Deangelo Foote, 22, was wearing a GPS ankle bracelet when he shot and killed a teenager. Foote was sentenced to 50 years for shooting Kevin Allen, 17, seven times. This was in Washington, DC.
Darrin Sanford, 30, was wearing a GPS ankle bracelet when he stabbed a 13 year old Alycia Nipp to death after trying to rape her in 2009 in Vancouver, Washington.
Leonard Scroggins, a transient from Napa County cut off his GPS ankle bracelet he was wearing for his 1994 rape conviction. The next day in May, 2010 Scroggins was in Chula Vista where he tried to rob a woman and kidnap a 13-year-old girl by holding a knife to her neck. Scroggins got 150 years to life for attempted kidnapping and lewd acts on a child.
Christopher Lombardo was arrested in April 2014 for raping a mentally disabled woman in Salem, MA after the victim noticed the GPS on his ankle when he took off his pants.
GPS ankle bracelets are not effective for monitoring criminals awaiting trial. GPS ankle bracelets are a “Get Out of Jail Free” card.
Removing an ankle bracelet 101:
What about Pretrial Release Services as an alternative to money based bail systems? Let me share with you some facts about Pretrial Release Services.
What is Pretrial Release Services? Funded by local tax dollars defendants are released at no cost to the defendant. Pretrial Release Services dates back to the 1960’s as a “means of providing release to the financially indigent defendant who was not charged with a serious crime.” What went wrong? Pretrial Release Services started releasing violent felons who were capable of bailing out on their own. Ten percent of defendants released by Pretrial Release Services disappeared and their warrants are in the system. Many get arrested again for more serious crimes and the warrants are picked up at that time. Law enforcement doesn’t have the time or manpower to rearrest defendants for a second time. Secured bail bonds lose only 3% and the surety pays the county the full amount of the bond with a Summary Judgment. With Pretrial Release Services no one is financially responsible for the defendants. Hence many disappear and reoffend. The taxpayers are the big losers along with the victims that must live in fear if the defendants on the run come after them again. Most people don’t even know this program of releasing criminals back into the community exists. Here’s how Pretrial Release Services operates based on the experience from a former investigator and why she left after 2 years.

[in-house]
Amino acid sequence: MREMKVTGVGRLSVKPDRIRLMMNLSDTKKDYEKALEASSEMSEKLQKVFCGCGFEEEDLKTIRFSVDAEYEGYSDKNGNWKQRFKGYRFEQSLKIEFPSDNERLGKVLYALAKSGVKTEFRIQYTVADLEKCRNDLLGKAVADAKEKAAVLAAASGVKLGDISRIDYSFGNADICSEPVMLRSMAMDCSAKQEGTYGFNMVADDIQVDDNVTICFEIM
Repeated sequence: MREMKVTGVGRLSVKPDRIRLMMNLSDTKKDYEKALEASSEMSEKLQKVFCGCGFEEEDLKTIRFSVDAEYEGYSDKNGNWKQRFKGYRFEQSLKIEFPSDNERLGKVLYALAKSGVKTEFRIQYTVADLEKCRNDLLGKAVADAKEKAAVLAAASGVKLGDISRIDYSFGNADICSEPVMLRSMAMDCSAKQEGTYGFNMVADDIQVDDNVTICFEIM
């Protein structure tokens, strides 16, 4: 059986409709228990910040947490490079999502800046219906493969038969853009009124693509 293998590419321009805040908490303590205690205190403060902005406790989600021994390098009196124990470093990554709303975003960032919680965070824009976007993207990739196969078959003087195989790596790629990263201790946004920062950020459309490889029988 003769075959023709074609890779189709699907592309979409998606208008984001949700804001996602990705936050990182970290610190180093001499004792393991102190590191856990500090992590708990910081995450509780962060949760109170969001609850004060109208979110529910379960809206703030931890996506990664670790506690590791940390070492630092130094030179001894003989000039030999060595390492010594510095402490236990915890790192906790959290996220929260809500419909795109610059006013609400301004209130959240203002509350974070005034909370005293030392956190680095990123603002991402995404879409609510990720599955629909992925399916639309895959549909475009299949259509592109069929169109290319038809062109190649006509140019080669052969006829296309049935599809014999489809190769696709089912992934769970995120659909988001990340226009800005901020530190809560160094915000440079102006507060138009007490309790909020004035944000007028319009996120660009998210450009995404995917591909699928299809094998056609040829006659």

Here’s a recap of what we’ve learned so far. I’ve explained how surety bail works and the services I offer as a licensed Bail Agent in California. I explained money based bail surety bail and cash bail are by far the most effective ways to get defendants back to court to face charges. An alternative to money based bail is Pretrial Release Services which we now know is a waste of taxpayers money and a threat to public safety. The failure rate is too high and the risk to victims unimaginable when criminals disappear and must reoffend to be caught. GPS ankle bracelets are a complete failure for violent criminals since they’re easily cut off and once they disappear law enforcement won’t have the luxury of a secured bail bond with an indemnitor able to help locate the defendant on the run. Without bail the alternatives are a threat to public safety and the victims. No one will be responsible for defendants released from jail. We simply don’t have enough law enforcement to patrol our communities and continue to rearrest defendants when they fail to appear in court.